Miss Georgette Alexandra Madill was born in St Louis, Missouri on 15 March 1896.
She was the daughter of George Alexander Madill (1838-1901) and Elisabeth Walton McMillan (1868-1956), both natives of Pennsylvania who had married on 13 February 1895.
Her father was a distinguished jurist of Irish heritage and Georgette had two half-brothers from his first marriage to Julia Peck (1840-1893); George (1867-1889) and Charles (1873-1916). Her mother Elisabeth was the daughter of clergyman John Quincy McMillan (1826-1882) and his wife Elisabeth Catherine Walton (1832-1923), natives of Chester, South Carolina and Virginia respectively.
Georgette appears with her parents on the 1900 census as a resident of 4140 Lindell Boulevard in St Louis. Her father George died the following year on 11 December 1901.
Her mother was remarried on 3 January 1904 to Edward Scott Robert (b. 31 October 1858), a lawyer originally hailing from Albemarle, Virginia who had been a close associate and friend of her father and a pallbearer at his funeral. The family continued to make their home in St Louis, appearing on the 1910 census as residents of 4140 Lindell Boulevard before her mother was widowed for the second time on 13 December 1911. It appears that Georgette may have, according to her 1919 passport, been living in Britain from 1911.
Georgette and her mother, hoping to quell their sorrows, decided to take a vacation to Europe. For their return to America they boarded the Titanic at Southampton as first class passengers (ticket number 24160 which cost £211, 6s, 9d). Travelling with them was her maternal cousin Elisabeth Walton Allen (the daughter of her aunt Lydia, née McMillan) and her mother's maid Emilie Kreuchen and. Georgette and her cousin occupied cabin B5.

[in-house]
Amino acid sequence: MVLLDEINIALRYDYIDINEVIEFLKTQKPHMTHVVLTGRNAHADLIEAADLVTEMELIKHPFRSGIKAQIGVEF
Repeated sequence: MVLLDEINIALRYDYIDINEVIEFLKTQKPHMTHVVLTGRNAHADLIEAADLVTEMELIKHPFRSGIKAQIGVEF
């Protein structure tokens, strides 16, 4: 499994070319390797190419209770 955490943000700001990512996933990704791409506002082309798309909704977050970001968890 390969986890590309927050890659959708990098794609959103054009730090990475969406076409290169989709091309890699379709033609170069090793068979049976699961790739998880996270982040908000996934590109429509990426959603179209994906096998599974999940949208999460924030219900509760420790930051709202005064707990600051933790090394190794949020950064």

Georgette was rescued with her mother, Elisabeth Allen and their maid Emilie in lifeboat 2.
Georgette was not disturbed by her experiences on Titanic and travelled extensively as part of her active work for the Red Cross; in 1917 she set off for a trip to Japan and China and in 1919 made a journey to Siberia.
During peacetime in the early 1920s, she travelled around Europe extensively visiting Italy, France, Belgium, Netherlands, Germany, Switzerland, Greece and Britain.
She remained close to her mother and continued to travel across the Atlantic frequently with her; in September 1932 they were both passengers aboard the Olympic. She was still shown travelling the USA as late as 1956, the year her mother died. Her 1917 passport describes her as standing at 5' 7" and with blonde hair, hazel eyes, a fair complexion and medium features.
Georgette was married in London in October 1931 to Alfred Joseph Anthony Alexander Gilbert Bagshawe Mattei (b. 16 November 1902, better known as Anthony Bagshawe Mattei).
Mattei, 2nd Marchese (Marquess) Mattei, was a London-born barrister of Maltese heritage; he was the son of Marchese Dr Alfred Mattei (1853-1930), a barrister from Valetta, and Teresa Bagshawe (1869-1943). His mother came from a prominent Catholic family and was the daughter of Judge William Henry Gunning Bagshawe and he was the nephew of noted marine artist Joseph Ridgard Bagshawe.
During the WWII he served as a Captain with the Intelligence Corps and was awarded an MBE (Member of the Most Excellent Order of the British Empire) in 1944.
Georgette and her husband remained childless and made their home in affluent areas of London; during the 1940s they were residing in Chelsea and in the late 1950s and early 1960s, as per electoral registers, they were residents of 34 Montpelier Square, Westminster.
Georgette reportedly became grossly overweight in later years, in contrast to her husband who has been described as "pencil thin." She predeceased her husband when she died on 14 February 1974 aged 77. She was buried in Clevedon Cemetery, Old Church Road, North Somerset (Section B, Plot 102). Her widower Anthony died in Hove, Sussex on 26 September 1992, he was cremated at Weston Super Mare crematorium and his ashes were buried with her.